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        Home / Opinion / Kang Bing

        Big city diseases should be cured one at a time

        By Kang Bing | China Daily Global | Updated: 2024-05-07 08:24
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        A view of Beijing's CBD area. [Photo/VCG]

        China has nearly 20 cities with a population of more than 10 million, with Chongqing, Shanghai and Beijing being the top three — each has more than 20 million residents. However, China's urbanization rate is only about 67 percent, which means nearly 500 million people still live and work in rural areas.

        The government is pursuing urbanization to ensure the rural population leads a better life. China's urbanization rate had been increasing by about 1 percentage point a year for the past few decades, with even cities with a population of more than 10 million being required to open their doors wider to rural migrants. Only Beijing and Shanghai have been exceptions. The shortage of resources, and increasing traffic jams and pollution have prompted the two cities to strengthen city regulations.

        Besides, reports say nearly 70 percent of the water consumed by Beijing residents is diverted from southern China through a number of channels, and the 7.54 million vehicles in Beijing are causing massive traffic jams while rising human activities are harming the local environment and increasing air pollution.

        To treat the big city diseases, a decision was made about 10 years ago to move some non-capital functions out of urban Beijing. A modern sub-center has been built in eastern Beijing to accommodate local municipal departments and institutions, and by the end of last year some 30,000 municipal staff members had been moved there.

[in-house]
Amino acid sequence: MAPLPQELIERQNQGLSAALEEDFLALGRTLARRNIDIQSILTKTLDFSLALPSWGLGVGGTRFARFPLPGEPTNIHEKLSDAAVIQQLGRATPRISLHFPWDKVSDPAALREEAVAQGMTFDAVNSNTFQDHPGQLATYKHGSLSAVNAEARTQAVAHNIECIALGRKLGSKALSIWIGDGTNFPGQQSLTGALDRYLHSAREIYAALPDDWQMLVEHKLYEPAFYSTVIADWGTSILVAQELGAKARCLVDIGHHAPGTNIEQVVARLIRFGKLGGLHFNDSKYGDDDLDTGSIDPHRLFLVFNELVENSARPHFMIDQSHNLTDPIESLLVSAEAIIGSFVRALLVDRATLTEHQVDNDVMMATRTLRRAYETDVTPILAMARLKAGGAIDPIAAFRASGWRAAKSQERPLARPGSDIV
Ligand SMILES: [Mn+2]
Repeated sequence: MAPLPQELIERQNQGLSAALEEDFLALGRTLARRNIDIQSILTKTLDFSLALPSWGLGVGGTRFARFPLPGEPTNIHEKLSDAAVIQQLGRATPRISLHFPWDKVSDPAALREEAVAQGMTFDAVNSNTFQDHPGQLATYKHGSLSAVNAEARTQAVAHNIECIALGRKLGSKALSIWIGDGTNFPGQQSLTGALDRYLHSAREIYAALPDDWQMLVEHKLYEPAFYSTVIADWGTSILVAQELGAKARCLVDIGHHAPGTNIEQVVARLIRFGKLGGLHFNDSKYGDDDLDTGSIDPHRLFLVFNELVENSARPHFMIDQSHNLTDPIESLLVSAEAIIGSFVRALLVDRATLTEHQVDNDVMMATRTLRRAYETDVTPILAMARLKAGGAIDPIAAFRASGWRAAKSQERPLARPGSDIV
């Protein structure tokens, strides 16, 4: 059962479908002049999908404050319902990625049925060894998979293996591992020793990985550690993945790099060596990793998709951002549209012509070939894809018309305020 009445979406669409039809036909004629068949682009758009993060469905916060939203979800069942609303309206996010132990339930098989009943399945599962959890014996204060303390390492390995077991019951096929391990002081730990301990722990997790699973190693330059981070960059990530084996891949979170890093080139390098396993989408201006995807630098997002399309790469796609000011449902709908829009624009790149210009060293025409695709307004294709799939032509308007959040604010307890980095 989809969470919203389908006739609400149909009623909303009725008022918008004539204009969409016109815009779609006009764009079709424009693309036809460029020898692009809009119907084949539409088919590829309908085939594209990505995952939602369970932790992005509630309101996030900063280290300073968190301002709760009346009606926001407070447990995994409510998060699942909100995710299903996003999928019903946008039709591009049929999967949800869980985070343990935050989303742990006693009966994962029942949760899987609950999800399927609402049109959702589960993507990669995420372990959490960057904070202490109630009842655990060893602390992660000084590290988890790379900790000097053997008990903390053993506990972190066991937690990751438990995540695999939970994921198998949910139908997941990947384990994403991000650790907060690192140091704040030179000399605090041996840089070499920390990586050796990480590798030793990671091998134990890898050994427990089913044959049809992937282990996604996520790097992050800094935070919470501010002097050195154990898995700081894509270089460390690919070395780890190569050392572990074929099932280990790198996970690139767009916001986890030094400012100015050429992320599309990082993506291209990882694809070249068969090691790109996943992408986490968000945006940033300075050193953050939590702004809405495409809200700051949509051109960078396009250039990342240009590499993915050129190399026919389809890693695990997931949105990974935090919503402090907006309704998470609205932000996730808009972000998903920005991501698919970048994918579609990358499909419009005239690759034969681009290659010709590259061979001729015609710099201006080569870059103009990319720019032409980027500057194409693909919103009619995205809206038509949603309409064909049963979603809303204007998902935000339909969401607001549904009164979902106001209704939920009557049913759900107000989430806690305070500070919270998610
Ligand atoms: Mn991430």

Besides, a new city, Xiong'an New Area, about 100 kilometers south of Beijing is being built to accommodate the headquarters of big companies, branches of universities, research institutions and other organizations, and house about 1 million people in the early stage. Over the past decade, more than 1,000 logistics centers and wholesale-cum-retail markets have been moved out of Beijing, including the well-known Zoo Wholesale Market, whose original site has been turned into a scientific innovation center.

        These measures have worked because Beijing has managed to keep its population at 21 million for some years. In fact, the moves to relocate non-capital functions out of Beijing, along with other measures such as building more subways and encouraging the use of electric cars, have eased the city's traffic problem and improved its air quality.

        But now that other cities are luring talents with preferential policies, the capital should try to maintain its luster by introducing more policies that are attractive to both domestic and overseas talents.

        Having lived in Beijing for more than four decades and being used to the hustle and bustle of the city, I cannot afford to imagine a day when I, as an old man, am walking alone in a street, trying to find someone to ask my way back home. This is something I actually experienced in the Australian capital of Canberra.

        I hope that doesn't happen in Beijing.

        The author is former deputy editor-in-chief of China Daily.

        If you have a specific expertise, or would like to share your thought about our stories, then send us your writings at opinion@chinadaily.com.cn, and comment@chinadaily.com.cn.

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